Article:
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As former president of the Turner Broadcasting empire, Bradley Siegel presided over the TBS Superstation and Cartoon Network and helped to make TNT the No. 1 basic-cable network in America four years running.
But Siegel told WND he and his business partner, Charles Humbard, recognized the need for a positive, entertaining alternative to broadcast television. While the top on-air and cable channels were pumping out programs he calls “denigrating,” Siegel and Humbard determined to create a new network that affirmed values, faith and family, but without sacrificing production quality.
In other words, Siegel said, he wanted a network families could enjoy and trust without feeling it was done “in a prudish, milquetoast sort of way.”
“Television programming was increasingly becoming very negative,” Siegel told WND in an exclusive interview. “It was relying on personal train wrecks, on salaciousness, on profanity, on things I thought were causing considerable harm to human values and the fabric of families, no matter what your faith.
“I believed, as did Charley Humbard, that there needed to be a place on television where audiences can get the same kind of entertainment values that they tune into the broadcast networks for, but without relying on the kind of denigrating, negative, exploitative themes that attract so many,” he continued. “So we worked very hard to create a network where families that want positive, uplifting, faith-affirming, family-friendly entertainment can still feel like they are watching an entertainment network, just like TNT or ABC or Discovery – only without having to jump for the remote because something’s on they find offensive or they don’t want their child to see.”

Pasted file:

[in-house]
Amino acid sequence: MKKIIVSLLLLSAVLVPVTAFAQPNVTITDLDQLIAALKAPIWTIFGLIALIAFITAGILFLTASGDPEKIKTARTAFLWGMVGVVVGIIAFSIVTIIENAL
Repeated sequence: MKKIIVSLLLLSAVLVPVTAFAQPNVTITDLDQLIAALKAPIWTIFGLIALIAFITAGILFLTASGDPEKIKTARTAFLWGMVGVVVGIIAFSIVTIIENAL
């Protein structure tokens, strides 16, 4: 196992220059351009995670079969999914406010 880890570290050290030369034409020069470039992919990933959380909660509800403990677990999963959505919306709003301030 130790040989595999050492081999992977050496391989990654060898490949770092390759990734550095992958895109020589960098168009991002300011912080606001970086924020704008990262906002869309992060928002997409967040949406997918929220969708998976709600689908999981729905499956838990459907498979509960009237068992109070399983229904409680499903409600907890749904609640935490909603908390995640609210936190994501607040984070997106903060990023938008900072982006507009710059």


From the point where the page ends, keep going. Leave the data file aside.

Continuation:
The result has been an unprecedented boom in popularity for GMC TV, now the fastest-growing network in all of ad-supported cable television.
Though Siegel’s GMC first started as a home for Christian music videos – an “inspirational version of MTV” as Siegel described it – the network has since expanded to include not only reruns of family favorites like “7th Heaven” and “The Waltons,” but also brand new, original programming and movies that are winning awards, setting records and even drawing more viewers on a Saturday night than many R-rated movies get in a whole weekend.
“We launched in 2004 in 7,000 homes in Tennessee,” Siegel told WND, “but we’re now in 55 million homes nationwide, carried by virtually every cable and satellite provider.
“Our recent, original film, ‘Raising Izzie’ was the No. 1 most-watched film on all ad-supported cable for a Saturday night,” he added. “For a young network like GMC, that No. 1 ranking for a Saturday night is extraordinary. It took us at TNT 20 years to do that.”
When asked how families are responding to GMC’s lineup, Siegel said the feedback has almost universally been, “What a blessing GMC is to our family.”